ShareThis Page
NFL

Ravens national anthem singer Joey Odoms resigns amid controversy

| Wednesday, Sept. 27, 2017, 11:54 a.m.
Baltimore Ravens wide receiver Mike Wallace, from left, former player Ray Lewis and inside linebacker C.J. Mosley lock arms and kneel down during the playing of the U.S. national anthem before an NFL football game against the Jacksonville Jaguars at Wembley Stadium in London, Sunday Sept. 24, 2017. (AP Photo/Matt Dunham)
Baltimore Ravens wide receiver Mike Wallace, from left, former player Ray Lewis and inside linebacker C.J. Mosley lock arms and kneel down during the playing of the U.S. national anthem before an NFL football game against the Jacksonville Jaguars at Wembley Stadium in London, Sunday Sept. 24, 2017. (AP Photo/Matt Dunham)

BALTIMORE — A combat veteran who has been the Baltimore Ravens' national anthem singer for the past three years has announced his resignation.

The move by Joey Odoms comes days after players on the Ravens and many other NFL teams took a knee during the national anthem in response to President Donald Trump's call for team owners to fire players who don't stand for the anthem.

Odoms is a member of the Maryland Army National Guard. He won a 2014 competition to become the anthem singer at Ravens' home games.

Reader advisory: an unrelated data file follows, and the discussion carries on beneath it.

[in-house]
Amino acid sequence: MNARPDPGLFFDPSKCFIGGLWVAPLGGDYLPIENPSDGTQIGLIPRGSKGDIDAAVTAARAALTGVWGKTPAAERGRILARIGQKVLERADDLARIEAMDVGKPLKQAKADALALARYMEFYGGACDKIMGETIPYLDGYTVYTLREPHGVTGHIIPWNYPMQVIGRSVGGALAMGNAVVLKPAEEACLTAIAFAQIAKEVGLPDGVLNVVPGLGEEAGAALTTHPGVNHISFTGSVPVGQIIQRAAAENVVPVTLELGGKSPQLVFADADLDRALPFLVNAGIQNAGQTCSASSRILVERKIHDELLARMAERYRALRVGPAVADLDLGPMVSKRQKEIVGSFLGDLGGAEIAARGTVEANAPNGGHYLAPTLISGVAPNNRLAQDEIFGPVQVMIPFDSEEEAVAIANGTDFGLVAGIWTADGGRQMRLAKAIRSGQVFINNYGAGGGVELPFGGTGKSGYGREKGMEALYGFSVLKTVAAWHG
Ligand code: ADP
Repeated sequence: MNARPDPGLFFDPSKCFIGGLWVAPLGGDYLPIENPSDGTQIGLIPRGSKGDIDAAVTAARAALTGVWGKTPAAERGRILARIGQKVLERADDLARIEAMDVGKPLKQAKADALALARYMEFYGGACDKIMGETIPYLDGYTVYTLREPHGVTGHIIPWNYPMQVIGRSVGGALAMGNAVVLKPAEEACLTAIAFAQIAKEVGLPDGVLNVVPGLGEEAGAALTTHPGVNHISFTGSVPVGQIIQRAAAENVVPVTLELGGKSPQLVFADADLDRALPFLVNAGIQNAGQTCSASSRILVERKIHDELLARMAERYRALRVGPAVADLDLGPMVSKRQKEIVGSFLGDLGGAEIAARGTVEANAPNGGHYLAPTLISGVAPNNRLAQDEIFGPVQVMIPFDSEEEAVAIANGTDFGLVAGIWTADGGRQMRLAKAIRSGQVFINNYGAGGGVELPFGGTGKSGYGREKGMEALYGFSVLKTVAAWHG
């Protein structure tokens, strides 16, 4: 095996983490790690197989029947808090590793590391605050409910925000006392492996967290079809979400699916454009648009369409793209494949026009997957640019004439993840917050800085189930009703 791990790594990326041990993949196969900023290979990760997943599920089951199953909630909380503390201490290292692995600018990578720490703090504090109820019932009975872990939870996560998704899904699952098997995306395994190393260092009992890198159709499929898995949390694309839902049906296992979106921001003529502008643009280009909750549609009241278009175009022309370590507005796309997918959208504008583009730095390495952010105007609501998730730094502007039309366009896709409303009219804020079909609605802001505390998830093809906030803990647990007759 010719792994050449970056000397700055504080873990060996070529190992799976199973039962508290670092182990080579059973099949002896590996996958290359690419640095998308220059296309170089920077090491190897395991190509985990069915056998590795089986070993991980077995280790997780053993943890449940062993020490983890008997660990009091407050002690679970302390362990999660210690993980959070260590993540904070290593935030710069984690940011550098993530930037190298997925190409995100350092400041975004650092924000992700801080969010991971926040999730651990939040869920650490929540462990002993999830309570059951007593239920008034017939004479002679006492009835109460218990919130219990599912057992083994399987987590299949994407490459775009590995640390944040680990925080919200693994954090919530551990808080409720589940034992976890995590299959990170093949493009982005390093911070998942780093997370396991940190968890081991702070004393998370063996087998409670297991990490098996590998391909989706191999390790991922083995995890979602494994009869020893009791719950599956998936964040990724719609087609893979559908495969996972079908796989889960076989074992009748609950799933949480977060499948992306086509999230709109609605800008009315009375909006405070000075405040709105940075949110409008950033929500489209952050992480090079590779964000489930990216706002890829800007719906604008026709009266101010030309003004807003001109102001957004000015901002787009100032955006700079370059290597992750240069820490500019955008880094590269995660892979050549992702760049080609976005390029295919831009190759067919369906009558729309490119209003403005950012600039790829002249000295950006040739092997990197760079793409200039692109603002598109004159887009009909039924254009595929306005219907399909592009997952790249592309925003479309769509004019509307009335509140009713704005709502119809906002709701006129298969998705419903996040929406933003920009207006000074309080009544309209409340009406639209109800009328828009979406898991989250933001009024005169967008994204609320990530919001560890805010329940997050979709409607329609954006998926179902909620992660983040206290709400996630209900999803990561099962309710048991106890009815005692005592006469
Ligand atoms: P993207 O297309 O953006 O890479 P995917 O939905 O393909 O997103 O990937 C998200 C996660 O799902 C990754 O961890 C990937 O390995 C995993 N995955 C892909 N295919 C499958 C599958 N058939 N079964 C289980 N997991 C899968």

In a Facebook post Tuesday, Odoms said his resignation “is not an emotional reaction to recent events, rather an ethical decision.”

Odoms told WJZ News that he is not offended by the players' actions, but did not want to get mixed up in the controversial discussion.

TribLIVE commenting policy

You are solely responsible for your comments and by using TribLive.com you agree to our Terms of Service.

We moderate comments. Our goal is to provide substantive commentary for a general readership. By screening submissions, we provide a space where readers can share intelligent and informed commentary that enhances the quality of our news and information.

While most comments will be posted if they are on-topic and not abusive, moderating decisions are subjective. We will make them as carefully and consistently as we can. Because of the volume of reader comments, we cannot review individual moderation decisions with readers.

We value thoughtful comments representing a range of views that make their point quickly and politely. We make an effort to protect discussions from repeated comments either by the same reader or different readers

We follow the same standards for taste as the daily newspaper. A few things we won't tolerate: personal attacks, obscenity, vulgarity, profanity (including expletives and letters followed by dashes), commercial promotion, impersonations, incoherence, proselytizing and SHOUTING. Don't include URLs to Web sites.

We do not edit comments. They are either approved or deleted. We reserve the right to edit a comment that is quoted or excerpted in an article. In this case, we may fix spelling and punctuation.

We welcome strong opinions and criticism of our work, but we don't want comments to become bogged down with discussions of our policies and we will moderate accordingly.

We appreciate it when readers and people quoted in articles or blog posts point out errors of fact or emphasis and will investigate all assertions. But these suggestions should be sent via e-mail. To avoid distracting other readers, we won't publish comments that suggest a correction. Instead, corrections will be made in a blog post or in an article.